How do you know if you have (really) a good business idea?

This article was translated from our Spanish edition using AI technologies. Errors may exist due to this process.

Opinions expressed by Entrepreneur contributors are their own.

There are few things as exciting as listening to an entrepreneur talk about the initial premises of a business idea . If taken seriously, this intellectual exercise must evolve into a diagnosis of its feasibility, risks and capital needs to take the first steps, and it is partly because of this screening that not all ideas go to a validation phase.

However, there are many entrepreneurs who dedicate substantial time and resources to ideas that, in the past, lacked their own merits, or that were not adequately studied and reflected on. Just as there is the “feasibility” screen, it seems useful to have a previous screen, one that allows us to differentiate good business ideas from those that don’t seem so good.

When an entrepreneur talks about his idea, he is exposed to this previous screening, and whoever listens helps a lot when he questions and delves into the premises and merits of the idea. It is not idle to insist on this preliminary screening, for at least two reasons: (1) there are business ideas that are “feasible”, but in reality they are not that good, and the screening proposed here can help the entrepreneur to reflect on them and raise them better. ; (2) there are ideas that seem good, but their feasibility is questionable, assuming this fact and arguing it effectively, will allow the entrepreneur to defend his idea, even if the proposed solution is understood as very high risk.

So, here are the elements to differentiate good business ideas:

The problem or need : There are things that are worth it and others not so much, the same applies to the problems or needs that the business ideas address. There is a well-known saying in the world of entrepreneurship: “it is more important to focus on the problem –or need of the client- than on the solution”, and when the problem or need is something worth solving, things go much better . Business ideas with social impact are a clear example of this point: access to health, financial inclusion, access to education, are issues that are undoubtedly worth solving.

This does not mean that good business ideas have to focus solely on social initiatives, but it is important to explore beyond the mere function-transaction of value with the client and identify the contribution that your solution has with respect to the environment, the society, economy or country. A worthwhile business idea is easier to attract talent and capital that contribute to the feasibility of the business project.

“It is more important to focus on the problem -or need of the client- than on the solution” / Image:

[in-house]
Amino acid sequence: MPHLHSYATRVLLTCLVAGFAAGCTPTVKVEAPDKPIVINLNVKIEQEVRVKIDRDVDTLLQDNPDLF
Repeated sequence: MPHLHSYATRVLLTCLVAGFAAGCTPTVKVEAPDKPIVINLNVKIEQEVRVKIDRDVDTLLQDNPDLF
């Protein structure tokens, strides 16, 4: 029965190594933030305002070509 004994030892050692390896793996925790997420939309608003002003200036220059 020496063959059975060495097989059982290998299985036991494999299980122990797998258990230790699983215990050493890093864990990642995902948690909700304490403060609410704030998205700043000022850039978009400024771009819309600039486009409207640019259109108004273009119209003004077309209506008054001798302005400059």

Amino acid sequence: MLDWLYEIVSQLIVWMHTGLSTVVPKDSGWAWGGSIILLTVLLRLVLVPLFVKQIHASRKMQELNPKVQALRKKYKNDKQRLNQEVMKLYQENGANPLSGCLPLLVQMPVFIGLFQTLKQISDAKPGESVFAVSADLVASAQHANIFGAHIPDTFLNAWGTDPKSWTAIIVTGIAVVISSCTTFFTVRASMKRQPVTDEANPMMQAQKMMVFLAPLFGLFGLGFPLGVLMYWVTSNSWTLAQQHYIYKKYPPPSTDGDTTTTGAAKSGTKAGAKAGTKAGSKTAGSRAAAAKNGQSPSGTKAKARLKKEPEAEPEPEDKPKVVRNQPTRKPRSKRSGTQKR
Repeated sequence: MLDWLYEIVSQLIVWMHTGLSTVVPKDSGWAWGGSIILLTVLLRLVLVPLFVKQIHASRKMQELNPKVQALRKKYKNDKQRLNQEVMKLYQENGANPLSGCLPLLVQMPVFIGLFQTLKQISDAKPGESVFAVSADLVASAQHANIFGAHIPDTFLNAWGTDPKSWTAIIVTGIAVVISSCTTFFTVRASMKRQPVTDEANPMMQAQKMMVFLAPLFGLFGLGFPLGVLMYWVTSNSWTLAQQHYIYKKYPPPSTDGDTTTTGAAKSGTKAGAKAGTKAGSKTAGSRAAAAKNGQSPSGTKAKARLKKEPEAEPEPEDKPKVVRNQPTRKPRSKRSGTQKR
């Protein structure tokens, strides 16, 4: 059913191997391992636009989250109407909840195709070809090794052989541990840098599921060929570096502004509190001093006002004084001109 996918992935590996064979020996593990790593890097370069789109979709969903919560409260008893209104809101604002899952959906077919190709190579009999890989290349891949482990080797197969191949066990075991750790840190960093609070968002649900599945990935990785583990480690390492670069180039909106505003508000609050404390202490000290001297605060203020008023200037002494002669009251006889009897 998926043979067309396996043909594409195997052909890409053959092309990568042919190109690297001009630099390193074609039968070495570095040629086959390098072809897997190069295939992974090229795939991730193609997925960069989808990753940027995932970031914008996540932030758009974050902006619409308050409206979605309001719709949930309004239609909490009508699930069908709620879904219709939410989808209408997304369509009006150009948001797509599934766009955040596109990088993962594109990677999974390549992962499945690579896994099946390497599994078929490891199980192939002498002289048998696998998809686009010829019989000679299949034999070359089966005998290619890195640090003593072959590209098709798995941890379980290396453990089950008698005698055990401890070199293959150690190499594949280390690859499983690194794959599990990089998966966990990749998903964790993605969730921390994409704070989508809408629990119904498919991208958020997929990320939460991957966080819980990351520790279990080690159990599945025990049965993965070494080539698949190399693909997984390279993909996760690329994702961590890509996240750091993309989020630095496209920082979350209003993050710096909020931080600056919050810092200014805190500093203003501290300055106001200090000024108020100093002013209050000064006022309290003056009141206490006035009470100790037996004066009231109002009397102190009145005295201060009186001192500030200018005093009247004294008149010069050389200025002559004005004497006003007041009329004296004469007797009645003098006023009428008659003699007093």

The market : This element tests the magnanimity of the entrepreneur regarding the scope of his business idea. There are local business ideas that are very interesting, but they stay local. Whoever listens to an entrepreneur does well when he invites him to challenge the scope of his idea. A good business idea transcends the local when the problem or need, in addition to being worthwhile, does so on a regional or even global level. As the market of focus is counted in the millions of clients, the problem becomes relevant, and in the same way, the size of the opportunity grows.

The customer : The customer is a customer when they pay for something. The customer and the user are not always the same person, and now in the digital world, the user does not necessarily pay for the solution. How many cell phone applications would we stop using if we had to pay for them? A good business idea clearly identifies who is paying and their reasons for doing so, in addition to recognizing that this can be a person, a company or an institution, the famous B2C or B2B. When the entrepreneur has thought in depth about the implications of one or another business model, he is dressing his business idea in a good way.

Differentiation : This is the element that really clarifies the level of depth that the entrepreneur has made reflecting on his idea. Talking about the differentiation of a business idea does not end with making it clear what, how or why the idea is different. The important work involves identifying the relevant alternatives that exist to solve the problem or basic need of the idea, and who – competitors – are working on it. If the entrepreneur has not delved into his arena of competence, it is necessary to say it clearly and send him back to investigate and delve further.

We could say that everything is already solved, but what an entrepreneur does is identify a problem that is worthwhile, articulate a solution with powerful differentiators and be able to keep a slice of cake from that opportunity. Whoever listens to an entrepreneur in the initial phases of his idea, helps a lot if he invites him to “sift” his idea and dress it up as a good business idea.

Maria Flores

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